After last Wednesday I am near the place where I dread checking out the news. There is just so much that is awful and disheartening: killings abroad, killings in at a Planned Parenthood Clinic, killings in San Bernardino. We are living in a sad, sobering time where each day we discover a new depth to darkness and despair. In between each tragedy we live with the inevitable dissection of what happened, who is to blame, and what should be done about it. It is a conversation – well, not so much of a conversation as it is people yelling at each other with no one actually listening – that tears us down and tears us apart and fosters only a spirit of anger, meanness, and hopelessness.
Jonathan Safran Foer, is his novel Everything Is Illuminated, wrote this about one of his characters, but he just as easily could be describing our country as a whole:
She was a genius of sadness, immersing herself in it, separating its numerous strands, appreciating its subtle nuances. She was a prism through which sadness could be divided into its infinite spectrum.”
As a people we have responded to the times we live in by immersing ourselves in sadness and in the process we have become a prism through which sadness can be divided into its infinite spectrum. If this is true, and I think it is, then the biggest challenge we face in the world today is not how to secure our safety. It is not how to identify those who mean to do us harm. Our biggest challenge is spiritual.
There is no question but that we live in a difficult and challenging age. There is little we can do to change this reality. But how we respond to our times – how we allow it to affect us – is well within our control. Chronic sadness, hopelessness, and despair are choices we make in response to what we experience. No one forces them on us. Ralph Waldo Emerson famously said, “Sorrow looks back. Worry looks around. Faith looks up”. What do you choose?
This morning’s first reading was taken from the inter-testament Book of Baruch. It is set during the period of the Exile, a time after God’s people had been conquered militarily, taken from their devastated homeland, and forced to live in Babylon. It was about as bleak a time as anyone of us could ever imagine. God’s people lived in captivity for more than two generations until no one alive had ever experienced anything other than life in Babylon. In that dark time Baruch’s words shined with the brightness of the sun:
Take off the garment
of your sorrow and affliction, O Jerusalem,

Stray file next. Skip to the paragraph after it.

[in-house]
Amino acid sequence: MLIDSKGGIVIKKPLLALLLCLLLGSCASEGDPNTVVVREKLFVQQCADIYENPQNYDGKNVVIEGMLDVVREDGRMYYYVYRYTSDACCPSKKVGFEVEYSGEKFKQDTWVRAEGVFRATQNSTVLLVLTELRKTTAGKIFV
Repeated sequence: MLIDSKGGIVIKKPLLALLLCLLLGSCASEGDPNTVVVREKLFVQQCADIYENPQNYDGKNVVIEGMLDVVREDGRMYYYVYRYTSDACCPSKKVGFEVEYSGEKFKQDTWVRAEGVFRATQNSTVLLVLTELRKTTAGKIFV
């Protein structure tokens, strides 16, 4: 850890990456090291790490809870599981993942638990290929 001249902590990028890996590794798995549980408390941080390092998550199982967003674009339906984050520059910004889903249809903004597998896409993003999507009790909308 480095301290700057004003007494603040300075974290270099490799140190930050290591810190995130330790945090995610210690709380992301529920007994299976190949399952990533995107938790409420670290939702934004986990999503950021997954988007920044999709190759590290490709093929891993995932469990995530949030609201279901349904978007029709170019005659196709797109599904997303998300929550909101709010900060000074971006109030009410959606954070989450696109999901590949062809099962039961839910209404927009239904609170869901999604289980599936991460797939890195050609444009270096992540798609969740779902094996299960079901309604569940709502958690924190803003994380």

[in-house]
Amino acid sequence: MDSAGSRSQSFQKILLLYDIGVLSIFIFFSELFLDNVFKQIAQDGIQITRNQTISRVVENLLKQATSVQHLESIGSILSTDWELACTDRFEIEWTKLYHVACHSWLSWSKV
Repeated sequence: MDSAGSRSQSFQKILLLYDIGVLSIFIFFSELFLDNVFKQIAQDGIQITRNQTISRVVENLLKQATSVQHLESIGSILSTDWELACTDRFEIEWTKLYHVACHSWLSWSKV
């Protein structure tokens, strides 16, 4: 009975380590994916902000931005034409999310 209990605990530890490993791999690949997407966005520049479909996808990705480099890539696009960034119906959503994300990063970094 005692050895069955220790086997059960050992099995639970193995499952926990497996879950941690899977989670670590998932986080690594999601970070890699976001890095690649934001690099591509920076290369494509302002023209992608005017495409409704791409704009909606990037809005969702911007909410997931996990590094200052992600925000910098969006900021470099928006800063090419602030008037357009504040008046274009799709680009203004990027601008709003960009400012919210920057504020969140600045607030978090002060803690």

and put on forever
the beauty of the glory from God.
Put on the robe of the righteousness
that comes from God;
put on your head the diadem
of the glory of the Everlasting;
for God will show your splendor
everywhere under heaven.
We like to say, “When the going gets tough, the tough go shopping.” Baruch might change that up a tad to say, “When the going gets bleak, put on festive clothes and celebrate.” In the face of real life social and political problems he points to a spiritual solution: “We must mourn no longer. It is time for us to reflect the beauty and the glory of God. We will choose in whom we live and move and have our being. And people everywhere will know and see who we are, what we believe, and the power of God working in us.”
Today’s gospel reading demonstrates how Luke sets his story in a historical context: the emperor, the governor, rulers of various regions, and religious leaders in the temple. All of these people possessing all the world’s power and yet the word of God comes not to them nor does it come through them. God’s word is spoken by a prophet preaching not in the halls of privilege and power, but in the wilderness. His message is simple: “Repent of what you have become and be baptized into what God would have you be.” It is a call to choose spiritual renewal in a time of darkness and despair.
Advent is a season of waiting. We wait for God’s promise to be fulfilled. In a little more than two weeks we will celebrate the birth of Jesus and receive its gifts of peace and hope and light. But these gifts won’t sweep around the globe like some kind of holy tsunami transforming everything in their path. Peace and hope and light are more like the image Baruch gives us: new garments we put on and wear after we take off the old garments of sorrow and affliction. They come into the world as God’s free gift. They are made real in the world through each one of us as we wear them.
Shannon Alder, in her book 300 Questions to Ask Your Parents Before It’s Too Late, makes this obvious, but important observation: “Anger, resentment and jealousy don't change the hearts of others, they only change yours.” As I watch and read the news I am keenly aware of how what is happening is changing us, changing me. Looking backward and looking around without looking up has a way of affecting our wardrobe, doesn’t it. It makes us people of the moment rather than representatives of Eternity. I for one need to hear John’s call: “Repent of what you have become and be baptized into what God would have you be.” I need to take off the clothes I am wearing and put on the clothing of peace and hope and light that reflect the beauty and the glory of God. I began Advent last Sunday with a simple, three-word message: Take Advent Slowly! Here are this week’s three words: Change Your Clothes!